Secure Cloud Access: a Beginner's Guide to Cloud Security
Need to secure cloud access for your organization but not sure where to start?
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Cloud access security is a term that may not be familiar to everyone. Securing cloud access deals with access control and threat detection in cloud applications, such as G Suite or Office 365. Information security managers secure cloud access in two kinds of cases:
- Access from a local network to authorized or unauthorized cloud services
- Access from anywhere to an organization's cloud resources
What Does it Mean to Secure Cloud Access?
Cloud access security covers issues such as risk assessment, policy violations, shadow cloud applications, and account misuse. Unlike a firewall, it concerns itself with application-specific policies and the actions of apparently legitimate users.
The difference is important. As more organizations move to the cloud, access to email, files, and databases needs to be secured within the cloud environment, as well as on entry and exit. Weaknesses in security aren't limited to malware but can also include improper use of accounts, malicious mobile apps, and more. This type of activity will not be caught with traditional firewalls alone.
How to Secure Cloud Access
An appliance or software service that manages cloud access security is called a cloud access security broker, or CASB. This term covers a variety of approaches.
The traditional CASB uses a proxy or agent that stands between the users and the services. In most cases, it's a forward proxy, residing on the edge of the local network. All requests that originate locally will pass through it. It can catch access to unauthorized services (shadow cloud IT) but not access to services from outside the local network.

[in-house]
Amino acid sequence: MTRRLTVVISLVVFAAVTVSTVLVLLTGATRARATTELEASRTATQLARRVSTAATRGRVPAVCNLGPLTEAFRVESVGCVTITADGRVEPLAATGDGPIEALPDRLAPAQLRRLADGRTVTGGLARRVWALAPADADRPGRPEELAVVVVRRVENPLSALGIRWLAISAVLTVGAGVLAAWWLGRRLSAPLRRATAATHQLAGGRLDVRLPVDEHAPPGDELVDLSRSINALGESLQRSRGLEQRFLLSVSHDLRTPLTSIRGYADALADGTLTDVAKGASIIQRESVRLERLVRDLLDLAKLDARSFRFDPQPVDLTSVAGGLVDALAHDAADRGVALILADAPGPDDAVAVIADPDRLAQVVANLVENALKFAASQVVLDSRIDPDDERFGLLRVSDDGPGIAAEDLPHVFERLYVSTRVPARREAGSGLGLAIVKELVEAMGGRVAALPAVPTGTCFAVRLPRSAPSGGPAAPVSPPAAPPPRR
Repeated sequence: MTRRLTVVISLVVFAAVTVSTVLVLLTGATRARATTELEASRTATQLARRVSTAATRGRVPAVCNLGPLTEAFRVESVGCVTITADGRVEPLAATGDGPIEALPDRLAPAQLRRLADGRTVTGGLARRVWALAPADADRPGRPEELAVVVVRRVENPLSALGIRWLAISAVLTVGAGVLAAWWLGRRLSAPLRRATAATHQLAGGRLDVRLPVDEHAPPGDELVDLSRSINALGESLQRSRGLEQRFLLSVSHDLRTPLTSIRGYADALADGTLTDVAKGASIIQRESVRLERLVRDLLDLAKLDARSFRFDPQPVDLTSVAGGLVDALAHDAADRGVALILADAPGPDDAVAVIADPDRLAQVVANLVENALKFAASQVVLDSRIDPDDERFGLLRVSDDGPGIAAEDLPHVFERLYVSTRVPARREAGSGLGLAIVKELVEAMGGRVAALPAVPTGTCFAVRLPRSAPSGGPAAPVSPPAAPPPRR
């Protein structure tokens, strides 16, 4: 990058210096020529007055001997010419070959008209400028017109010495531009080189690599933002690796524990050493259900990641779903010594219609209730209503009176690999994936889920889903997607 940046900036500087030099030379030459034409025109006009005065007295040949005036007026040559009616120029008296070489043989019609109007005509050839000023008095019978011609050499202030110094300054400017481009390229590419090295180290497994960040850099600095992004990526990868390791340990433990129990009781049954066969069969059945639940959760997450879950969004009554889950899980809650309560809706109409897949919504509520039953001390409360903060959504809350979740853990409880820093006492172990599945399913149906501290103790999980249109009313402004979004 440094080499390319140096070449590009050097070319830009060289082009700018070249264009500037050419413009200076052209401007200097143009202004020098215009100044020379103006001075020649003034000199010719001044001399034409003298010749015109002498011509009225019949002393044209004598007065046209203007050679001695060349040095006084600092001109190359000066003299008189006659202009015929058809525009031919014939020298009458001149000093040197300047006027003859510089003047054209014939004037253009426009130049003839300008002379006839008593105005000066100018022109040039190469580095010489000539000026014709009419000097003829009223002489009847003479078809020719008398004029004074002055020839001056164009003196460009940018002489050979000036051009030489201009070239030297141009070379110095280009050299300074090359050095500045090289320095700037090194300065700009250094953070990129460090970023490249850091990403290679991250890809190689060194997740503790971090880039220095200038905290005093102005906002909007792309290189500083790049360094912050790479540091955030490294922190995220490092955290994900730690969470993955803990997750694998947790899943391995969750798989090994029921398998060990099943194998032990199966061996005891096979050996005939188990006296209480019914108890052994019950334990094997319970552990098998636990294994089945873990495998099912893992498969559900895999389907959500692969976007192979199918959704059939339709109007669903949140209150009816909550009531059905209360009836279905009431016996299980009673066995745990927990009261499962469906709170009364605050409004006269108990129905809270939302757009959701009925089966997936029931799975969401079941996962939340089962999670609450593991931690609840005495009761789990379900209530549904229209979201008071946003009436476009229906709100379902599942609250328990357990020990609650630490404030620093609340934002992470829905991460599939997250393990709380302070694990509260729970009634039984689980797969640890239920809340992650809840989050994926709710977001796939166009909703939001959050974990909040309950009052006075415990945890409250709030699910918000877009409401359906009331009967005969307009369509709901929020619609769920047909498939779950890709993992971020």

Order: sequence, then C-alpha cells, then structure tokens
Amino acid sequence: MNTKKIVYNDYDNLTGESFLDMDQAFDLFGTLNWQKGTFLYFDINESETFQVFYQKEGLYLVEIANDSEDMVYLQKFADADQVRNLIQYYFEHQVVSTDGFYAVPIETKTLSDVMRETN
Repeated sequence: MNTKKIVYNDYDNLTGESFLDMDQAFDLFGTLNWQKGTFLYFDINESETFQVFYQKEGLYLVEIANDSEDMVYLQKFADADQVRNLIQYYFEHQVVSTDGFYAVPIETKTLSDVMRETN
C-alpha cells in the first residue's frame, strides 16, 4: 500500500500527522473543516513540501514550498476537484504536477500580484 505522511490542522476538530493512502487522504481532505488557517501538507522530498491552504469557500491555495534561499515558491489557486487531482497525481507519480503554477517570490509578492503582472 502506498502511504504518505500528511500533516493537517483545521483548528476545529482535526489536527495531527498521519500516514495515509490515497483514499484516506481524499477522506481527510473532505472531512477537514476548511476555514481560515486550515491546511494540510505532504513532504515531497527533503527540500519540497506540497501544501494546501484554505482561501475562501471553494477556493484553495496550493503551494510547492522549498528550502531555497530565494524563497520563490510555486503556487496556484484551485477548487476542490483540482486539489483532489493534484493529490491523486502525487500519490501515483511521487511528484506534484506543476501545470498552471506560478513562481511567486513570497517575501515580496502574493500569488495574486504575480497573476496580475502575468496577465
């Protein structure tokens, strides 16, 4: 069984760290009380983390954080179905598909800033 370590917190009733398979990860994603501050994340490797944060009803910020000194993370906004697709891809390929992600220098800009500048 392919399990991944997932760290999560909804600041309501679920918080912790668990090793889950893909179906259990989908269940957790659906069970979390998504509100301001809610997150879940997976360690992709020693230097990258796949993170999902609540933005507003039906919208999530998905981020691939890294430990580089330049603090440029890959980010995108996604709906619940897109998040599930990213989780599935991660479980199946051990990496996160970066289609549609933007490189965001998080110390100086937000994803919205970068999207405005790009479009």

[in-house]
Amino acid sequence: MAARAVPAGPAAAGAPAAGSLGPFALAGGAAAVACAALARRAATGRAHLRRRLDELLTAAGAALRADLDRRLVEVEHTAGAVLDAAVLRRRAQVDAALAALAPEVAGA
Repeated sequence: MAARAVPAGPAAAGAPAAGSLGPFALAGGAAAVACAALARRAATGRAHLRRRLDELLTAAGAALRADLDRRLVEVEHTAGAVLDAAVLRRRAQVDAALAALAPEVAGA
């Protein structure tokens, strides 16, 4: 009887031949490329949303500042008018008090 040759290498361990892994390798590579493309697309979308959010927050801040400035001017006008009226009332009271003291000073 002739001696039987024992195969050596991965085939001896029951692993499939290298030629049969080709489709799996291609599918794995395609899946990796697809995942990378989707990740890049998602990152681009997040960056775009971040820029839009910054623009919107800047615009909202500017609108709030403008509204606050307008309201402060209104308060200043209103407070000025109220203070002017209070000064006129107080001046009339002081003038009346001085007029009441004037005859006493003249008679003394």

Deployed as a reverse proxy, a CASB sits in front of one or more cloud services. All access to the accounts and resources use the proxy to go through it.
A different CASB approach has emerged and proven to have many advantages: cloud application security. Cloud application security uses the API of SaaS applications, rather than an agent or proxy. This approach offers several benefits:
- Greater speed to set up and efficiency
- No impact on network performance or end-user experience
- Less disruption when SaaS applications change
- More precise visibility and control
- Complete coverage, protecting access to cloud applications from anywhere on the Internet, from any device
The CASB terminology is unsettled. It is often used for all these methods. Here, we'll use CASB for proxy-based technology, as distinguished from API-based cloud access (or application) security. The API-based approach doesn't sit between the user and the application but rather is integrated into the application. So, it isn't really a "broker."
Benefits of Cloud Access Security
Using a cloud access security solution provides a number of benefits:
- User monitoring and compliance: Monitoring users will catch deviations from normal behavior, such as logging in from a different place or at an unusual time, a jump in data usage, or a qualitative change in account usage. Such shifts may indicate a hijacked account or an insider threat.
- Data loss prevention: If sensitive data is being exported in an unusual way, that may be a sign of data theft. A cloud application security solution will report anomalies so that administrators can take a closer look. It will also catch unintentional data leaks, such as an employee accidentally sharing a file containing credit card numbers with users who shouldn't be able to access it.
- Malware and threat protection: malware and phishing schemes are evolving with the trend toward cloud computing. These threats now go beyond infected email links to include malicious cloud/mobile applications and file sharing. Cloud security tools will detect and quarantine all types of malware in the cloud environment, which a firewall or gateway would never be able to detect.
Whether you decide to use a proxy-based CASB or an API-based cloud security solution to secure cloud access for your organization, it largely depends on your technical requirements. The most important takeaway here is that, if your organization is using cloud applications (like G Suite and/or Office 365) and you're not securing it with a cloud access security solution, your information is vulnerable.
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